kids-hate-vegetablesThe federal government is making the effort to improve the problem. The government is doing this by funding states and communities to promote healthy eating in schools, ensuring that school districts serve healthy lunches and giving low-income families easier access to fresh produce through programs like WIC and SNAP. Training is also being provided to child care workers and school staff concerning buying, preparing and servinghealthy food for kids. Unfortunately, the government’s efforts, especially in schools, are being wasted. In 2012, before such changes were put into effect, researcher Sarah Amin examined school lunches and student behavior. After taking a closer look, she found that although vegetables were offered, children either didn’t take them or when the mandate was in effect, wasted 56% more than before. You may be wondering why so many steps are being taken to address the problem. The answer to that question is nutrition. Proper nutrition is required to keep children in good health, combat obesity (also on the rise) and it impacts school performance. The U.S. Department of Health and Human Services says that 16% of children age 6 to 19 are overweight. According to the CDC, “childhood obesity has quadrupled in adolescents and more than doubled in children in the past 30 years“. The most frustrating reality is the fact that changing dietary habits is easy to do. Since that is the case, why are children not eating more fresh produce?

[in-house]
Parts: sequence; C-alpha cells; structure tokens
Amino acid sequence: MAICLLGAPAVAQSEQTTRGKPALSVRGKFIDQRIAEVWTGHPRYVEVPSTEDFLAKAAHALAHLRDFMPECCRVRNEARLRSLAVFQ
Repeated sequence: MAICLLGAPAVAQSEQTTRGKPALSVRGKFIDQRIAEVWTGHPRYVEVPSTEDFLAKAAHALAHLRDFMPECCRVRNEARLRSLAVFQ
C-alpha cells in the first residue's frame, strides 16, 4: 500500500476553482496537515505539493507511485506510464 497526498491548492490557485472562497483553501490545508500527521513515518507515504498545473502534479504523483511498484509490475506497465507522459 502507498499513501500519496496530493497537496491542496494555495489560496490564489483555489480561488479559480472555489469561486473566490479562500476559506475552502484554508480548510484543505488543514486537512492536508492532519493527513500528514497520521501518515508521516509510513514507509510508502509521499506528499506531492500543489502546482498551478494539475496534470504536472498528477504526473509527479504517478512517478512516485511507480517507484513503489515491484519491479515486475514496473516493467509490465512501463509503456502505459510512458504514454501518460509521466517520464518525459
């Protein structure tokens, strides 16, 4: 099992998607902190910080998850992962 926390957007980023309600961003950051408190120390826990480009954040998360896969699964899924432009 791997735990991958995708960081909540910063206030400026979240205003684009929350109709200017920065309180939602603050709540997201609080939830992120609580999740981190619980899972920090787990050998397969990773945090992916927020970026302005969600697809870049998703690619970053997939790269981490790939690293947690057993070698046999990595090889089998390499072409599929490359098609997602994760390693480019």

Parents, It’s Up to You

Those with children have to make an effort to promote healthy eating habits. The best way to lead is by example but additional steps are required. As a parent, it is your responsibility to ensure that your child’s nutritional needs are met. If poor habits have already developed, it is up to you to reverse them. The key to that reversal is learning how to get kids to eat vegetables.


25 Proven Ways to Get Kids to Eat More Vegetables

Below are 25 tricks and methods to increase a child’s fruit and vegetable consumption.

Effectiveness Score
1. Get Kids in the Kitchen